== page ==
COVID-19 current figures
Today's COVID-19 headlines
WHO sees 'potentially positive data' on Covid-19 treatments
The World Health Organization said on Tuesday that some treatments appear to be limiting the severity or length of the Covid-19 respiratory disease and said the body is focusing on learning more about four or five of the most promising ones.
“We do have some treatments that seem to be in very early studies limiting the severity or the length of the illness but we do not have anything that can kill or stop the virus,” spokeswoman Margaret Harris told a virtual briefing, referring to the body’s so-called Solidarity Trial of drugs against the disease.
“We do have potentially positive data coming out but we need to see more data to be 100% confident that we can say this treatment over that one,” she added. (Reuters)
New AI diagnostic can predict Covid-19 without testing
Researchers at King's College London, Massachusetts General Hospital and health science company ZOE have developed an artificial intelligence diagnostic that can predict whether someone is likely to have Covid-19 based on their symptoms. Their findings are published in Nature Medicine.
The AI model uses data from the COVID Symptom Study app to predict Covid-19 infection, by comparing people's symptoms and the results of traditional Covid tests. Researchers say this may provide help for populations where access to testing is limited. Two clinical trials in the UK and the US are due to start shortly.
More than 3.3 million people globally have downloaded the app and are using it to report daily on their health status, whether they feel well or have any new symptoms such as persistent cough, fever, fatigue and loss of taste or smell (anosmia).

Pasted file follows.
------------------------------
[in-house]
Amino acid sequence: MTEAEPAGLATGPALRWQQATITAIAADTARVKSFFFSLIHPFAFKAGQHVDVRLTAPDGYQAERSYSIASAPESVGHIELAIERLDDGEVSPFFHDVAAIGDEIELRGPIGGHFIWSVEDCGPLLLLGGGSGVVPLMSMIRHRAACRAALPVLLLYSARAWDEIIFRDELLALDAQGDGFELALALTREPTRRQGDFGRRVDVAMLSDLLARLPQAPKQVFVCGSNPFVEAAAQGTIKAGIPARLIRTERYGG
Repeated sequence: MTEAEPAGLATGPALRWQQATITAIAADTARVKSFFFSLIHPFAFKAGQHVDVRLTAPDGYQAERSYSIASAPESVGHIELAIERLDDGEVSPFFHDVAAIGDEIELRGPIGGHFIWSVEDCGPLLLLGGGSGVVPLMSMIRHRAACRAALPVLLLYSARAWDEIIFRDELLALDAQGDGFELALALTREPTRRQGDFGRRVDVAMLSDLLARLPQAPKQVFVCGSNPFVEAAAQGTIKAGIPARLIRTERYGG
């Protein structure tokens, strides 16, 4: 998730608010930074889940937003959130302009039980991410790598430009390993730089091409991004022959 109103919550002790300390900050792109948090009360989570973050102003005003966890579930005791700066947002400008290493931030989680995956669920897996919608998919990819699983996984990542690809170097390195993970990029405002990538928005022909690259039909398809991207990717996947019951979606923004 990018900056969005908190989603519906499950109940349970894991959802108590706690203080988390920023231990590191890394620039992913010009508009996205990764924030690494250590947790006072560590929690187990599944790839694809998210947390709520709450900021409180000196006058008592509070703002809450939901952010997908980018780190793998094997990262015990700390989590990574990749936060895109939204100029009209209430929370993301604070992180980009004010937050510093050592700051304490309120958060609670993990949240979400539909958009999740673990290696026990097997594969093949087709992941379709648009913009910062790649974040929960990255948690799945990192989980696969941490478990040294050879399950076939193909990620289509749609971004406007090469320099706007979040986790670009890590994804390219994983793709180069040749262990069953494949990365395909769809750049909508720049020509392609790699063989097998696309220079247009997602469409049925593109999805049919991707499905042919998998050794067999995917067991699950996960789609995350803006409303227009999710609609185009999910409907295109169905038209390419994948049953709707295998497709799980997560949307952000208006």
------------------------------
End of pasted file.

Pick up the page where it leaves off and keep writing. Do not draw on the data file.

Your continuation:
Coronavirus has made it harder to talk about death
Older people and their families need to start having difficult conversations about dying and coping with bereavement after a survey showed more than half (56%) of surveyed adults in the UK don’t want to talk about death.
The survey from Independent Age also found that fewer than a quarter (23%) have actually had this conversation already and under one in three (31%) said that talking about death is always difficult, no matter the circumstances. More than one in 13 (8%) think that it has become even more difficult to talk about death in the context of coronavirus.
The most common reason given to not talk about death with family members or friends was not wanting to upset them (22%). Respondents aged 65 and over, however, were the most likely to say that nothing would stop them talking about death, with almost half (46%) agreeing.
CMI anticipates gradual decline in excess weekly deaths
The Continuous Mortality Investigation (CMI) shows there were 1.6 times as many deaths registered in week 18 of 2020 than if death rates had been the same as week 18 of 2019. The ratio was 2.2 in week 17 and 2.4 in week 16.
There may have been around 60,000 more deaths in the UK from the start of the pandemic to 11 May 2020 than if mortality rates were similar to those experienced in 2019.
The update shows the position as at week 18 of 2020 (25 April to 1 May) based on provisional England & Wales deaths data published by the Office for National Statistics (ONS) on 12 May 2020.
Cobus Daneel, Chair of the CMI Mortality Projections Committee said: “The latest figures released by the ONS show another decline in ‘excess’ weekly deaths.. However, it is likely that the fall in excess deaths will be more gradual over the coming weeks than the earlier rise, as seen in other countries.”
Other news roundup
- The UK government's job retention scheme has been extended until end of October
- Five Covid-19 hospital patients have killed in St Petersburg after a ventilator short-circuit
- New guidance has been issued to UK businesses to make them Covid-secure in preparation for people returning to work
- Nicola Sturgeon asked employers north of the border to follow Scottish government guideline
- The Welsh government will not recommend that its citizens wear face masks
- Newly diagnosed cases of coronavirus in Spain has fallen to its lowest in more than two months